Professor Bratuz, who was born where the countries of Austria, Italy and Slovenia converge, has never lost her passion for multiculturalism. That's what attracted her to Canada in the first place. Three decades in North America have not diluted her European manner or her colorful accent. Her voice is as musical as Mozart in any of four languages. And she remains a restless, pioneering intellect. In 1958, she won a Fulbright Scholarship to study in the United States and became the first woman and Italian citizen to earn a doctorate degree in music from the University of Indiana in Bloomington. Her life came full circle, she says, when she returned to Italy in 1989, this time as a Canadian citizen and senior professor, to continue her lifelong study in the aesthetics of music at the University of Bologne. Her plans after leaving Western include performing and giving lecture/recitals throughout North America and abroad.

Professor Bratuz believed that her students should not just dabble but wade into the some stream of culture that surrounded and created the great works of classical music. Many of us, fresh from rural Ontario, had never seen an opera or heard a live orchestra when we entered Western. To remedy our deficiencies, Professor Bratuz would bring books on art, philosophy and psychology to lessons. Symbols and the roots of creativity have always fascinated her, Often she would take a carload of students to Toronto in her enormous blue Buick to hear the great artists of the day: Artur Rubinstein, Maurizio Pollini, Rodu Lupu, Alfred Brendel. We would leave London in the morning and spend a couple of hours in the bookstores along Bloor Street. Then we would have supper upstairs at the Cafe de la Paix, where Professor Bratuz would order things in French for us to try. After the concert she would take us backstage to meet the artists.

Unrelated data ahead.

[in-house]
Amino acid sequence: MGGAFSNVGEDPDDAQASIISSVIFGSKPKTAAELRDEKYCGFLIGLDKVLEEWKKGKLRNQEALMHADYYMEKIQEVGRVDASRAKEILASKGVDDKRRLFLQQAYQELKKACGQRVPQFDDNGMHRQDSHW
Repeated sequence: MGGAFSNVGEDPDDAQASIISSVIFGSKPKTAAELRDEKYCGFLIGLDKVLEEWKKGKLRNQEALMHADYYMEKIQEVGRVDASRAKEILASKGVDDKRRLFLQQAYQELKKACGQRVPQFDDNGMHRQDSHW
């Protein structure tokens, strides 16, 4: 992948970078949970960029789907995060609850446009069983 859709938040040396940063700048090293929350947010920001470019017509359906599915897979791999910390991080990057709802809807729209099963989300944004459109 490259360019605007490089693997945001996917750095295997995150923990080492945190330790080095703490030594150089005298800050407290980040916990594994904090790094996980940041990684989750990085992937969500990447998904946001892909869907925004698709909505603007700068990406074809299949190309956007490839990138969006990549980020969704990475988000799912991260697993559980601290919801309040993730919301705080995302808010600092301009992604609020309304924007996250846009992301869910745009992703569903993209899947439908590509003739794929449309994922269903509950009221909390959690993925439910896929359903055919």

Slowly, over our four years with Professor B., we began to change. Less satisfied, more curious, more disciplined, we started to shed like old clothes our laziness and ignorance and set out on the road to becoming rnusicians-a road that has no end. She got us to see ourselves as heirs to an enormously rich heritage and to feel the burden of that responsibility. Professor Bratuz's foreign world of pianistic colors and physical gestures was becoming familiar. Although I do not perform today, I use her teachings in my work as a music critic for a newspaper in Portland, Oregon. I try to listen with her ears because she hears better than anyone I know.

Her wish that we be our own pilots has come true for many of her students. Some of us ventured to Europe on our own, to study and soak up the culture. Several former students have grown into respected performers and recording artists. Some are teachers, passing on her principles which she came by through years of thought and practice. Others, like myself, earn our living on the periphery of music, but remain musicians at heart.

As Heather Morrison MusB'75, a former student, said not too long ago: "She made me realize that it isn't possible to separate music from the process of life."

Professor Bratuz didn't teach to our limitations but to our imaginations. She guided us with her eyes firmly on that far share. If we didn't grasp a concept, she would say, "In 20 years you'll understand."

For me, its been 20 years. I'm just beginning to.

 by David Stabler MusB'75
Western Alumni Gazette
Fall 1993, p. 25

 

Site Updated: June 27, 2014

 

E-mail: dbratuz@uwo.ca
  Damjana Bratu TOP